A fact check of five bizarre allegations against Kyle Sandiland's new TV show.

They say not to air your dirty laundry in public, but in this case, we’ll make an exception for a new prime time TV show.

That’s pretty much the premise for Network Ten’s new series Trial By Kyle, which is kicking off this week, and features radio host Kyle Sandilands hearing cases (well, mostly petty complaints) from everyday Australians and then passing down his verdict.

The series first debuted back in 2018 as part of Ten’s Pilot Week program and has now been brought back for a full season.

However, since Kyle has no kind of legal knowledge or experience, according to Ten “the only bar he’s ever passed is the one at his local pub”, The Bachelor winner and actually qualified lawyer Anna Heinrich is on-hand during the show to offer up legal advice and some occasional side-eye in Kyle’s direction.

Speaking on Mamamia’s daily entertainment podcast The Spill, qualified criminal lawyer Anna broke down exactly what’s real on the show and what’s not, answering all the allegations we had about the reality of this new show.

Listen to Anna Heinrich dish on Trial By Kyle on Mamamia’s daily entertainment podcast The Spill.

On what kind of cases we can expect to hear on Trial By Kyle:

“It’s very unpredictable,” Anna said on The Spill podcast. “All the cases are so different from one another, you’ve got drag queens fighting over stolen choreography and you’ve got a husband and wife dispute where the husband is suing his wife for stealing money and using it for Botox.

“There’s a case that I think is hilarious where the defendant put a tablet in the microwave because they thought it would charge quicker. So like an iPad tablet, and a few things are thrown across the room in that case. There are some heated friendship disputes as well and they get pretty feisty.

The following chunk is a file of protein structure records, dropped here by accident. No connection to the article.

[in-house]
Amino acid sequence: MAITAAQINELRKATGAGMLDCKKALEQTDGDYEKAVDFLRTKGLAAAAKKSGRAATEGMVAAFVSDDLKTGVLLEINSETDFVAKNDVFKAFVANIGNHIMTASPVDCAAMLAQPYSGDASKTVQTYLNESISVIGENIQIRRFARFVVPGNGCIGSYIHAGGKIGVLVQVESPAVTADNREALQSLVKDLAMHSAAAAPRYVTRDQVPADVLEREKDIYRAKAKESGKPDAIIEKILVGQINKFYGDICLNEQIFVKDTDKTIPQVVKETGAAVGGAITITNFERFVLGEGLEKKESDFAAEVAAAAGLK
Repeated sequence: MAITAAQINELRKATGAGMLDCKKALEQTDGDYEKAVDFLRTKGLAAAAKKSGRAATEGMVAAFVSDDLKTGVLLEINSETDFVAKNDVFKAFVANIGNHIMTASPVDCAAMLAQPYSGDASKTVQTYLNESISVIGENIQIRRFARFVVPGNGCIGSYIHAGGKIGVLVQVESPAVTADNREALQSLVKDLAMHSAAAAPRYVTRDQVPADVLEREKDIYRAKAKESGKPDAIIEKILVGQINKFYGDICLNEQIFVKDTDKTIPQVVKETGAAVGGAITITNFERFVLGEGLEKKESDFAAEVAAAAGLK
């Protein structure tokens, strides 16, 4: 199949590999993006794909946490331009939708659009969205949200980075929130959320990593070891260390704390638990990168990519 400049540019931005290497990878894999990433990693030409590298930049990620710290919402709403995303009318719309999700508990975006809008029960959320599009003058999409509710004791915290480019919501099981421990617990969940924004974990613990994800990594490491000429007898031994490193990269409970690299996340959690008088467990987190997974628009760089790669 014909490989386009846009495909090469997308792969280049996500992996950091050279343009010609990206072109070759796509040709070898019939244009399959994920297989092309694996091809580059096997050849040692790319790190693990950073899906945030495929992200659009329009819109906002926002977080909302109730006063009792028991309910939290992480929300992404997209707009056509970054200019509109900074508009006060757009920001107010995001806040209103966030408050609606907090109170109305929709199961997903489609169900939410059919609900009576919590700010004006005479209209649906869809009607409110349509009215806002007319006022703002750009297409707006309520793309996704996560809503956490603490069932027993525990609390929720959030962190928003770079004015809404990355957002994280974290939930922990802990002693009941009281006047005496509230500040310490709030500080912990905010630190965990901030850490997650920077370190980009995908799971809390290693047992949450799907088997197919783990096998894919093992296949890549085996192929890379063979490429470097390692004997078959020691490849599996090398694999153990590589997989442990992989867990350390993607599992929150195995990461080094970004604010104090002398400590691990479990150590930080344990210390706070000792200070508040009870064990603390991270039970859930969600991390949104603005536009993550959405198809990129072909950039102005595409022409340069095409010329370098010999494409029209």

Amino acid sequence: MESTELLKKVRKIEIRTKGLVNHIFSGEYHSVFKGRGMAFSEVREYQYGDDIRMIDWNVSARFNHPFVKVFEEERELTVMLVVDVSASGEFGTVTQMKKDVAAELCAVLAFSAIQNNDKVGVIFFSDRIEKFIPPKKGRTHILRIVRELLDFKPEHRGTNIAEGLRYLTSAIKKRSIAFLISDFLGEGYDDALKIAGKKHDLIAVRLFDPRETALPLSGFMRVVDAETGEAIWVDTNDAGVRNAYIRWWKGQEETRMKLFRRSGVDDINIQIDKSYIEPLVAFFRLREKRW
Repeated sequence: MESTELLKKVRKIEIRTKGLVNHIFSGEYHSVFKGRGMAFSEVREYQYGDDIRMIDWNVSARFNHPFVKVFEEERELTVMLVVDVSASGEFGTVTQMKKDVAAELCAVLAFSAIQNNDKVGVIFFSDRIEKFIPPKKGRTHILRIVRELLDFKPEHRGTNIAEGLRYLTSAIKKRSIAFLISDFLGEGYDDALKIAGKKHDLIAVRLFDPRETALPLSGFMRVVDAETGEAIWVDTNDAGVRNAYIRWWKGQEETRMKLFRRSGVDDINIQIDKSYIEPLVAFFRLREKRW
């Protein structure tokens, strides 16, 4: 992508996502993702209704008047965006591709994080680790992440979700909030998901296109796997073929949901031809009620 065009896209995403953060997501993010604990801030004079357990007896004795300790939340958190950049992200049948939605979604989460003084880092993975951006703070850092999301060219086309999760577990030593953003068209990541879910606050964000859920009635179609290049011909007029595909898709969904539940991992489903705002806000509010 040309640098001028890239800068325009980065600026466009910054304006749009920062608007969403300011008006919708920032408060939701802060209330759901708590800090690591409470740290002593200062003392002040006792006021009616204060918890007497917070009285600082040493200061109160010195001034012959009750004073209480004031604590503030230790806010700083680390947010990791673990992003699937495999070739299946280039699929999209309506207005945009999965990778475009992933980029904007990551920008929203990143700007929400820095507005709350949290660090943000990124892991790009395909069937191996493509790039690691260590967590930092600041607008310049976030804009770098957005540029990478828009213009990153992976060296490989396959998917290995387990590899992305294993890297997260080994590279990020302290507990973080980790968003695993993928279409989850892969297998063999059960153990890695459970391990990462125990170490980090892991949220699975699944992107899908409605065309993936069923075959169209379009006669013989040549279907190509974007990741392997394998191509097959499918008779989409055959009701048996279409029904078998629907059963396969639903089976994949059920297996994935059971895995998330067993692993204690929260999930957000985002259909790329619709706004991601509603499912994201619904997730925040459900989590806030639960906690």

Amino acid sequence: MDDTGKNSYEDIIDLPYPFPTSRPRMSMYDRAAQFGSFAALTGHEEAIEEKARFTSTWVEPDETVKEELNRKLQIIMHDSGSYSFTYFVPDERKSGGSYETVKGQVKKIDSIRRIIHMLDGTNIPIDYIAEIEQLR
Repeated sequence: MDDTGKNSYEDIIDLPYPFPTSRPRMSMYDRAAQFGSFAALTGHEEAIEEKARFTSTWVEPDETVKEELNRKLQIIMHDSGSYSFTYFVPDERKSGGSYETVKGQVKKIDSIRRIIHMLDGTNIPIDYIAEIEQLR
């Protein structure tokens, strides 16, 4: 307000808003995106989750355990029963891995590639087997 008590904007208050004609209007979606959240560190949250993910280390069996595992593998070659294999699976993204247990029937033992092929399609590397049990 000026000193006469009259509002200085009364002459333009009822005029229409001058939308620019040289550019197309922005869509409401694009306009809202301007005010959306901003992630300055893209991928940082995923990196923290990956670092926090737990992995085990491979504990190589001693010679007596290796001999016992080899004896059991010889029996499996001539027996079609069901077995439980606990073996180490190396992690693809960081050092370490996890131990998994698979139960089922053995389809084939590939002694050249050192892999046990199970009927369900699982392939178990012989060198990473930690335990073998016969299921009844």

“I was scared. I was thinking at that time, ‘thank God I’m over here in the corner’.”

On how the whole show actually works and whether or not there is any law involved:

“I’m there to advise Kyle on what way he should go according to the law,” she said. “But a lot of the time he doesn’t listen to me, which really annoys me.


“I do criminal law but this is civil law, so there’s a slight difference there. In criminal law, the stakes are a lot higher.”

On what Kyle Sandilands, who according to Ten is “known for his celebrity feuds, straight-talking persona
and dirty mind” is really like to work with:

“That is the number one question people ask me,” Anna said. “But I had a really enjoyable time working with him. He is so fabulous and I don’t think anyone else could be put in that situation and do as well as him.

“Initially, when I heard about the show and I heard that Kyle was doing it I didn’t know how it would work, only because I’ve only ever seen Judge Judy.

“But then I saw him in action on the first day and he’s so off the cuff and so funny. I was really surprised by how lovely he was, he was very respectful to me and the people he worked with.”

On whether or not the judgments handed down on Trial By Kyle are actually legally binding:

“They do sign a contract before coming on the show and it’s binding for a certain period,” Anna said. “So it’s binding to a degree but it’s not a real court.

“I might roll my eyes at him, but at the end of the day it’s Kyle’s decision so I need to grit my teeth and not say too much… but he knows when I’m not happy with his decision.”

On whether or not the people on Trial By Kyle are actors or real people, because some of these stories sound too wild to be believable:

These are real people and they really want their dispute resolved,” Anna confirmed on The Spill. “But it’s a different path to go down because a lot of these cases would not go to a real court.

“It was not so much a casting process as people applied for the show, most of them have come to the show because they have a real dispute. We didn’t find these people and create a story. The wilder the story is, the better.”

Trial By Kyle starts Thursday, October 24 at 8.30pm on Network Ten.

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